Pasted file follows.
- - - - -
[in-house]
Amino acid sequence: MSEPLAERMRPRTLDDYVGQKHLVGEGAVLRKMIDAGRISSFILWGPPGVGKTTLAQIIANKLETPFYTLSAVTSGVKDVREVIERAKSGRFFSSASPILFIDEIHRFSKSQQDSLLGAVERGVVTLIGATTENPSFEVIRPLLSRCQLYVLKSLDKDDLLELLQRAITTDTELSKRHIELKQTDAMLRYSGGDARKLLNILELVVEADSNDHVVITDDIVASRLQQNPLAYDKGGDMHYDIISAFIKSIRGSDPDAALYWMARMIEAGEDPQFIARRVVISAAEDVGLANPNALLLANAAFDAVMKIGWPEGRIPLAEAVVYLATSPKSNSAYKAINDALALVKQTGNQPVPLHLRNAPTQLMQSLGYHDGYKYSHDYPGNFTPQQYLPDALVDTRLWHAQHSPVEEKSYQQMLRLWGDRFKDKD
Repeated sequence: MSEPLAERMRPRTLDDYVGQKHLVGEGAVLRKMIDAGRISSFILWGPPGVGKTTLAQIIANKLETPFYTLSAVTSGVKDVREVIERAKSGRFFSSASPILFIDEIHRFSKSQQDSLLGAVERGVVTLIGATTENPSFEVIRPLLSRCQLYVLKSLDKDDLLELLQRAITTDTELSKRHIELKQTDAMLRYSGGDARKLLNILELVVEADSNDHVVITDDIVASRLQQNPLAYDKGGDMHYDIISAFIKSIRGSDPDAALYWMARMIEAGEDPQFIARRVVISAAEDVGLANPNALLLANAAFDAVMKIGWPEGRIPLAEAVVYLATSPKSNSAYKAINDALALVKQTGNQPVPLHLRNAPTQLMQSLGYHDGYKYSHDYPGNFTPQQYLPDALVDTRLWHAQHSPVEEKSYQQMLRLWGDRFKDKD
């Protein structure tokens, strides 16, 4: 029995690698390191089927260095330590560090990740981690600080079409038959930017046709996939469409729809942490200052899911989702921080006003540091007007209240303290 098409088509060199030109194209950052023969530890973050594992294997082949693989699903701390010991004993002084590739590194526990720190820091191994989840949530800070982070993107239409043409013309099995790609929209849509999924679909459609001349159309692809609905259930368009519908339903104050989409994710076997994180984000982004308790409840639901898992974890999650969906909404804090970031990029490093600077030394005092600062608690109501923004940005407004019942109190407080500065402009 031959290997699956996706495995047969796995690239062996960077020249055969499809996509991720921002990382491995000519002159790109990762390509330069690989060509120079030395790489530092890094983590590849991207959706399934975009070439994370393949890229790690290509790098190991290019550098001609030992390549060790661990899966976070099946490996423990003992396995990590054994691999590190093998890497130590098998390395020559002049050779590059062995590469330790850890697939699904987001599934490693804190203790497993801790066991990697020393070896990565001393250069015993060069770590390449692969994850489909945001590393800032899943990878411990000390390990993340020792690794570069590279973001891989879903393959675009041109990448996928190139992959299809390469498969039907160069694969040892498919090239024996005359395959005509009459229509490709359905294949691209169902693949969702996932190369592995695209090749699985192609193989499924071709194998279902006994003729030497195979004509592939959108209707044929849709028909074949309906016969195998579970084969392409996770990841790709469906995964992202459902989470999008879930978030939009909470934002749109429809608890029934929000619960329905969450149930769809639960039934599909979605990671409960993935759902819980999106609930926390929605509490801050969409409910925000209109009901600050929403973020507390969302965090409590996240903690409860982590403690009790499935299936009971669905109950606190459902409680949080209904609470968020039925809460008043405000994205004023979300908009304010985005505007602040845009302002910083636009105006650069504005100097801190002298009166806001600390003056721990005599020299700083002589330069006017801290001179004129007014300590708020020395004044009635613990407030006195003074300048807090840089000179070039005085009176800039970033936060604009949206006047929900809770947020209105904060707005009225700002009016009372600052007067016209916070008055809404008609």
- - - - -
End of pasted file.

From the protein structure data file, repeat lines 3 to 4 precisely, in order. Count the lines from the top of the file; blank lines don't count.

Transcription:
Repeated sequence: MSEPLAERMRPRTLDDYVGQKHLVGEGAVLRKMIDAGRISSFILWGPPGVGKTTLAQIIANKLETPFYTLSAVTSGVKDVREVIERAKSGRFFSSASPILFIDEIHRFSKSQQDSLLGAVERGVVTLIGATTENPSFEVIRPLLSRCQLYVLKSLDKDDLLELLQRAITTDTELSKRHIELKQTDAMLRYSGGDARKLLNILELVVEADSNDHVVITDDIVASRLQQNPLAYDKGGDMHYDIISAFIKSIRGSDPDAALYWMARMIEAGEDPQFIARRVVISAAEDVGLANPNALLLANAAFDAVMKIGWPEGRIPLAEAVVYLATSPKSNSAYKAINDALALVKQTGNQPVPLHLRNAPTQLMQSLGYHDGYKYSHDYPGNFTPQQYLPDALVDTRLWHAQHSPVEEKSYQQMLRLWGDRFKDKD
């Protein structure tokens, strides 16, 4: 029995690698390191089927260095330590560090990740981690600080079409038959930017046709996939469409729809942490200052899911989702921080006003540091007007209240303290 098409088509060199030109194209950052023969530890973050594992294997082949693989699903701390010991004993002084590739590194526990720190820091191994989840949530800070982070993107239409043409013309099995790609929209849509999924679909459609001349159309692809609905259930368009519908339903104050989409994710076997994180984000982004308790409840639901898992974890999650969906909404804090970031990029490093600077030394005092600062608690109501923004940005407004019942109190407080500065402009 031959290997699956996706495995047969796995690239062996960077020249055969499809996509991720921002990382491995000519002159790109990762390509330069690989060509120079030395790489530092890094983590590849991207959706399934975009070439994370393949890229790690290509790098190991290019550098001609030992390549060790661990899966976070099946490996423990003992396995990590054994691999590190093998890497130590098998390395020559002049050779590059062995590469330790850890697939699904987001599934490693804190203790497993801790066991990697020393070896990565001393250069015993060069770590390449692969994850489909945001590393800032899943990878411990000390390990993340020792690794570069590279973001891989879903393959675009041109990448996928190139992959299809390469498969039907160069694969040892498919090239024996005359395959005509009459229509490709359905294949691209169902693949969702996932190369592995695209090749699985192609193989499924071709194998279902006994003729030497195979004509592939959108209707044929849709028909074949309906016969195998579970084969392409996770990841790709469906995964992202459902989470999008879930978030939009909470934002749109429809608890029934929000619960329905969450149930769809639960039934599909979605990671409960993935759902819980999106609930926390929605509490801050969409409910925000209109009901600050929403973020507390969302965090409590996240903690409860982590403690009790499935299936009971669905109950606190459902409680949080209904609470968020039925809460008043405000994205004023979300908009304010985005505007602040845009302002910083636009105006650069504005100097801190002298009166806001600390003056721990005599020299700083002589330069006017801290001179004129007014300590708020020395004044009635613990407030006195003074300048807090840089000179070039005085009176800039970033936060604009949206006047929900809770947020209105904060707005009225700002009016009372600052007067016209916070008055809404008609």